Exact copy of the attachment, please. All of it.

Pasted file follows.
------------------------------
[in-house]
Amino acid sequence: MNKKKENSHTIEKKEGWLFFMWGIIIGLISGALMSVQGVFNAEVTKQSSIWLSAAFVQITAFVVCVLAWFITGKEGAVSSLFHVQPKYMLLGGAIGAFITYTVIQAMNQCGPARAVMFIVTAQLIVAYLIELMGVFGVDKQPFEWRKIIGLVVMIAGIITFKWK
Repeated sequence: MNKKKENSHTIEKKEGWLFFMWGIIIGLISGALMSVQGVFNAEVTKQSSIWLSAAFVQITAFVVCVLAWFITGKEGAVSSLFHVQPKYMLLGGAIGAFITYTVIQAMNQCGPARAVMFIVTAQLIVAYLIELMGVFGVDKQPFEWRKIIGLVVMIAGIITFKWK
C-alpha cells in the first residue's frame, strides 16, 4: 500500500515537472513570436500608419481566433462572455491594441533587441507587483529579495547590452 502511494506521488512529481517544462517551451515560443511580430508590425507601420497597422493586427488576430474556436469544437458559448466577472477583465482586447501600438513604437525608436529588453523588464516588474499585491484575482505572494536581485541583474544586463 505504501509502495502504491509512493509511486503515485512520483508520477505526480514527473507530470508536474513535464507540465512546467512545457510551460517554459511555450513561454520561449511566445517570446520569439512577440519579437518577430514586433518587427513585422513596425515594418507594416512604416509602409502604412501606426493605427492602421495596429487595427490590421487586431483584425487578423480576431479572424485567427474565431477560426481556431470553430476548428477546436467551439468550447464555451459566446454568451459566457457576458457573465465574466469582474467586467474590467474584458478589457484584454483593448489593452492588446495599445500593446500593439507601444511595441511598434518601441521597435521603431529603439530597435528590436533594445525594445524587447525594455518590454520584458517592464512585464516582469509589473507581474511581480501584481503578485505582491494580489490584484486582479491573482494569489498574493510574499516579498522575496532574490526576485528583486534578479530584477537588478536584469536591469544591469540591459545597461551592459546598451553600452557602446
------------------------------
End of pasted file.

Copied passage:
[in-house]
Amino acid sequence: MNKKKENSHTIEKKEGWLFFMWGIIIGLISGALMSVQGVFNAEVTKQSSIWLSAAFVQITAFVVCVLAWFITGKEGAVSSLFHVQPKYMLLGGAIGAFITYTVIQAMNQCGPARAVMFIVTAQLIVAYLIELMGVFGVDKQPFEWRKIIGLVVMIAGIITFKWK
Repeated sequence: MNKKKENSHTIEKKEGWLFFMWGIIIGLISGALMSVQGVFNAEVTKQSSIWLSAAFVQITAFVVCVLAWFITGKEGAVSSLFHVQPKYMLLGGAIGAFITYTVIQAMNQCGPARAVMFIVTAQLIVAYLIELMGVFGVDKQPFEWRKIIGLVVMIAGIITFKWK
C-alpha cells in the first residue's frame, strides 16, 4: 500500500515537472513570436500608419481566433462572455491594441533587441507587483529579495547590452 502511494506521488512529481517544462517551451515560443511580430508590425507601420497597422493586427488576430474556436469544437458559448466577472477583465482586447501600438513604437525608436529588453523588464516588474499585491484575482505572494536581485541583474544586463 505504501509502495502504491509512493509511486503515485512520483508520477505526480514527473507530470508536474513535464507540465512546467512545457510551460517554459511555450513561454520561449511566445517570446520569439512577440519579437518577430514586433518587427513585422513596425515594418507594416512604416509602409502604412501606426493605427492602421495596429487595427490590421487586431483584425487578423480576431479572424485567427474565431477560426481556431470553430476548428477546436467551439468550447464555451459566446454568451459566457457576458457573465465574466469582474467586467474590467474584458478589457484584454483593448489593452492588446495599445500593446500593439507601444511595441511598434518601441521597435521603431529603439530597435528590436533594445525594445524587447525594455518590454520584458517592464512585464516582469509589473507581474511581480501584481503578485505582491494580489490584484486582479491573482494569489498574493510574499516579498522575496532574490526576485528583486534578479530584477537588478536584469536591469544591469540591459545597461551592459546598451553600452557602446